Review: The Application of Pressure by Rachael Mead
The Application of Pressure brings a very human--and refreshing--side to the kinds of things that we usually hear about in the news. Tash and Joel are paramedics, the people who work on the front line and see all kinds of things, people and situations during a routine shift. Most of the chapters revolve around an emergency of some sort and the effect that it has their mental health and their personal relationships. Both Tash and Joel have a very different approach to life, but with their shared experiences and dark humour, they may just be able to help one another get through.
Told in short chapters that (usually) involve one emergency or another, The Application of Pressure is a fast paced and insightful read, that shows the very human side to those who work on the front line. Joel and Tash (and a few others,) have experiences that are frightening (at one point, Joel witnesses a murder,) touching (Rob gives his son a call after helping a very similar young man,) and sometimes just show the real person who is doing a tough job. (The chapter where Tash gets kicked out of her book club had me raising my fist in the air and cheering. I love how she handled that particular situation.)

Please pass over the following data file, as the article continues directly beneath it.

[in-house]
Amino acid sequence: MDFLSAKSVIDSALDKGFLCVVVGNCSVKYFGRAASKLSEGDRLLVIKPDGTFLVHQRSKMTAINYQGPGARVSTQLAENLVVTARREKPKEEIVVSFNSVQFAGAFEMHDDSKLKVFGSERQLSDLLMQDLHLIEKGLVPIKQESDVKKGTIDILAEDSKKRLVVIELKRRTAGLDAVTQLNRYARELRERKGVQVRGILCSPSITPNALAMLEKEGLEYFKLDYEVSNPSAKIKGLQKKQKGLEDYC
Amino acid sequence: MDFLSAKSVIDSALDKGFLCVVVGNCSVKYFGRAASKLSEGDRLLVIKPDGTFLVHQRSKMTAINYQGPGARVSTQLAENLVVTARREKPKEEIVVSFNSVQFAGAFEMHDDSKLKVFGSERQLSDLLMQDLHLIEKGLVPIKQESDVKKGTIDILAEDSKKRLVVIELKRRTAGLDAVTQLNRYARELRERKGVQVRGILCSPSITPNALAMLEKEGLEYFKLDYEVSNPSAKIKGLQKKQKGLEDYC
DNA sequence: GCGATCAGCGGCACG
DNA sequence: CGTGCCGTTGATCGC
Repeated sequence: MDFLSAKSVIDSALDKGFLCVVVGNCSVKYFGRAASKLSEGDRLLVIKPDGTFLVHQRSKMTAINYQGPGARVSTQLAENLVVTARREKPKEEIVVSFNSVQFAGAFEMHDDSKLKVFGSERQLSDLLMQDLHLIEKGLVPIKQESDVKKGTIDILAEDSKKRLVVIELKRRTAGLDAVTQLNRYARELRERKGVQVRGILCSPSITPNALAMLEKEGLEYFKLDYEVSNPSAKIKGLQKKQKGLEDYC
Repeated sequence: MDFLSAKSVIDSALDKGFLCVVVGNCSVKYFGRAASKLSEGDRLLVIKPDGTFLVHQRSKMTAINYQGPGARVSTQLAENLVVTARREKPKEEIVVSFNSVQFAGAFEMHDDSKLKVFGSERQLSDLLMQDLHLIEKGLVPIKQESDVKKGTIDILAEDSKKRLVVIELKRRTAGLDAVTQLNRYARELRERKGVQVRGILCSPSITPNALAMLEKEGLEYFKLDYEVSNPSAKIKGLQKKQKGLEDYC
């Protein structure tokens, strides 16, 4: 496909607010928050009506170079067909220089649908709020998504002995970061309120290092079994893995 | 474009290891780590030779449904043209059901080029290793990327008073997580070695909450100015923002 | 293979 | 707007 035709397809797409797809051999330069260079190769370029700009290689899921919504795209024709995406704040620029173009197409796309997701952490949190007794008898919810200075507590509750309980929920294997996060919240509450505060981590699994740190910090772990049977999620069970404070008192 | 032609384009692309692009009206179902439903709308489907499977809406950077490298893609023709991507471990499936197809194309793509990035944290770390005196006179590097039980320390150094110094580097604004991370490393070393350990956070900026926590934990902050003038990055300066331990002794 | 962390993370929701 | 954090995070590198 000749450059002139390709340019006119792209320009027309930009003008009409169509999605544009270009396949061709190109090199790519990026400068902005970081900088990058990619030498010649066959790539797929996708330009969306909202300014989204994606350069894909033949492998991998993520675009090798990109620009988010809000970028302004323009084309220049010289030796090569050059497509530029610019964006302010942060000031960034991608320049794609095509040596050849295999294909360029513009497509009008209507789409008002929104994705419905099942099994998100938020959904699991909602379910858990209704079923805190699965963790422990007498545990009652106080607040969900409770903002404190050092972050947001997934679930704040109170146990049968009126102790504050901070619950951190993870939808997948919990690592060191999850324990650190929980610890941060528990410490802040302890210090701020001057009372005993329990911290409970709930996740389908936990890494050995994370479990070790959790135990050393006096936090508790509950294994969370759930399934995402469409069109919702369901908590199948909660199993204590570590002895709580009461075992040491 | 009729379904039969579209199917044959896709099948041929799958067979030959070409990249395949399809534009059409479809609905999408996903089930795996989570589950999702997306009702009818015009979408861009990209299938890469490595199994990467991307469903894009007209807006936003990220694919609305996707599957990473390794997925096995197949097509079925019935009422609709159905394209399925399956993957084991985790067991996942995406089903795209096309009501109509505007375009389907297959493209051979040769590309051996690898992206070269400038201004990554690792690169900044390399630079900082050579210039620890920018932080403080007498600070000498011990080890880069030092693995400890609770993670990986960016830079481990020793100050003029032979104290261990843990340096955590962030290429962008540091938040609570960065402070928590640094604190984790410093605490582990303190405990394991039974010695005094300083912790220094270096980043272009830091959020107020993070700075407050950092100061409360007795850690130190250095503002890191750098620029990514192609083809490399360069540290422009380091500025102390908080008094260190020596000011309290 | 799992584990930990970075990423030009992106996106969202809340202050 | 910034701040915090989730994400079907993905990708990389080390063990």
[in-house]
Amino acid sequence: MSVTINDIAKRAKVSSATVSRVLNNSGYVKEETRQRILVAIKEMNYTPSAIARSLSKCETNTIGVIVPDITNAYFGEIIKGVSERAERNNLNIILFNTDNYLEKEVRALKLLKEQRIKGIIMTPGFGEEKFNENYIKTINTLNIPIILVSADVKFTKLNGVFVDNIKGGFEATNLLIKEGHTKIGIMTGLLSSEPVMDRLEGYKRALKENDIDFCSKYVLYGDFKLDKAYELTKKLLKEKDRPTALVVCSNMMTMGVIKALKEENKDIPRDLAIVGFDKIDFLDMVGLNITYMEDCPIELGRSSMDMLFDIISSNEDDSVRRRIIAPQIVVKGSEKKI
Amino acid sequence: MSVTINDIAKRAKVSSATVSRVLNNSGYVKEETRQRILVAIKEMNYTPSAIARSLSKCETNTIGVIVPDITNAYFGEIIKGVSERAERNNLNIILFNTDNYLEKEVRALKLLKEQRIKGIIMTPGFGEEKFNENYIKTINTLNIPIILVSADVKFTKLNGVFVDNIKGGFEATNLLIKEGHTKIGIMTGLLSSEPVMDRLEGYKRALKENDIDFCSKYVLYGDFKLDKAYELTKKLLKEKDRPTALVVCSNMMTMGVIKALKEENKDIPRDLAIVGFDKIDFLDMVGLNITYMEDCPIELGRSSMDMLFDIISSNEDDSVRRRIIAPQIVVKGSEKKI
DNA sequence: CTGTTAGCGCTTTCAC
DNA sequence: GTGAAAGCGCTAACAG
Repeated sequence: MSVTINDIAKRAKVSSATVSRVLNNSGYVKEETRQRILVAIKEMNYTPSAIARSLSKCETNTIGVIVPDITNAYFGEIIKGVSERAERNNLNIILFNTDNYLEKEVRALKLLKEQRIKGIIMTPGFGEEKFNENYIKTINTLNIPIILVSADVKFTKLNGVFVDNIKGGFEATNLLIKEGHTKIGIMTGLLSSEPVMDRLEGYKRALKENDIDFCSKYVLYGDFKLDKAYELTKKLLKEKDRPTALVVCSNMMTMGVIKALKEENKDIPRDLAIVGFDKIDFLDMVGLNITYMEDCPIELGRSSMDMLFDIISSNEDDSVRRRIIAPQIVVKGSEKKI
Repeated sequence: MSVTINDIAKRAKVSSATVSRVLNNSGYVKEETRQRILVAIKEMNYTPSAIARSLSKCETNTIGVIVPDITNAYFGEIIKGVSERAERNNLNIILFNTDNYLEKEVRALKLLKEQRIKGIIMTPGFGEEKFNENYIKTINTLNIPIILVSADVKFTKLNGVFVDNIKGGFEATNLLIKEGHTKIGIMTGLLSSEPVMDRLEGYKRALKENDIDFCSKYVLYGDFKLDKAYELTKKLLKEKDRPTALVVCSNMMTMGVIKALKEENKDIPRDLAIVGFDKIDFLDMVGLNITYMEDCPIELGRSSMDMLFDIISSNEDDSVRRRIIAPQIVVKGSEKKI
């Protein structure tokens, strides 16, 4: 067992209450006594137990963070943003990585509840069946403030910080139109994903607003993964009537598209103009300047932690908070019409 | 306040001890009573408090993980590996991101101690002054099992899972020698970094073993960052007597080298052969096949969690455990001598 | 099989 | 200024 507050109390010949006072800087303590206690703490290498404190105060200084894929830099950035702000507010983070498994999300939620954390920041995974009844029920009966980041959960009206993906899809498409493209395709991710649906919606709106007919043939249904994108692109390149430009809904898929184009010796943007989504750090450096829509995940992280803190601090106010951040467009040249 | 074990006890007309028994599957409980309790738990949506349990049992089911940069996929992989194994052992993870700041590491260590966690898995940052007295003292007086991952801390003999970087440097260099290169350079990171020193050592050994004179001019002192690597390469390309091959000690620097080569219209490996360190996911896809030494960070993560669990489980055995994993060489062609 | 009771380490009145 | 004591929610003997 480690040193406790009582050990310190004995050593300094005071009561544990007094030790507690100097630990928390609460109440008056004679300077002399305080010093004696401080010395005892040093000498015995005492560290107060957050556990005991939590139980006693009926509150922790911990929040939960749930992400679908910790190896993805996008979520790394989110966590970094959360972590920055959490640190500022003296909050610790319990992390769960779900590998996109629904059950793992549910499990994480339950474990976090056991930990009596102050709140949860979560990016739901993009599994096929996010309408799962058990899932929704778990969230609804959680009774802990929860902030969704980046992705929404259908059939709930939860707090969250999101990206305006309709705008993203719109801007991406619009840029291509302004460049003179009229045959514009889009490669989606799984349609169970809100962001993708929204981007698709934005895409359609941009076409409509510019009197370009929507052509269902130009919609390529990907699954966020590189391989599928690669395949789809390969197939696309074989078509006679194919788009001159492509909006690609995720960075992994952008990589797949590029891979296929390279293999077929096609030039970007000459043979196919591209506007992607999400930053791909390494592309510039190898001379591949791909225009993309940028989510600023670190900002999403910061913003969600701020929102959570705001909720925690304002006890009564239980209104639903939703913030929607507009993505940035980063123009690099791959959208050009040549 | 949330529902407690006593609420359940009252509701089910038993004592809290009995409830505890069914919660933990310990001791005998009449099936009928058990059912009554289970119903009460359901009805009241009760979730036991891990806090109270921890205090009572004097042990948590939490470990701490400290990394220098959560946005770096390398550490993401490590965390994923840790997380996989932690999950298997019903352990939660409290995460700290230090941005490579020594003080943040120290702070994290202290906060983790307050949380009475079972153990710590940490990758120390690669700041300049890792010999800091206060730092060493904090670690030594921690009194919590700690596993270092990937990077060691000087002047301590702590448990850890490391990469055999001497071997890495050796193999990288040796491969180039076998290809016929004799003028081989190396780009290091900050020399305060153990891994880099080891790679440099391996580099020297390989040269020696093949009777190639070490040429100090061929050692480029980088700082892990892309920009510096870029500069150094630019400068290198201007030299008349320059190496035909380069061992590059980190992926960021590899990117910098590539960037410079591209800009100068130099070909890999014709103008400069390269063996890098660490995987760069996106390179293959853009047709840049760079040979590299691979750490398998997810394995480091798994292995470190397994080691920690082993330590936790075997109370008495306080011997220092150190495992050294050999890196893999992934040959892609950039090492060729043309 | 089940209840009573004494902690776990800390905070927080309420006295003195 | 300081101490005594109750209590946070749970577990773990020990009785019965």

The greatest strength of the story however, is setting. The Adelaide setting and the author's familiarity with the locations mentioned--whether it be Hindley Street, the Zoo, the Adelaide Hills or the North-Eastern suburbs--shows. There are many small subtle things that will be familiar to anyone who has spent a reasonable amount of time in Adelaide, and I loved the tall tale about the alligator at Adelaide Zoo.
Overall, this is a moving, insightful read that shows the humanity behind those who work on the front lines.
Thank you to Affirm Press for my ARC of The Application of Pressure
This book was read as part of the Aussie Author Challenge 2020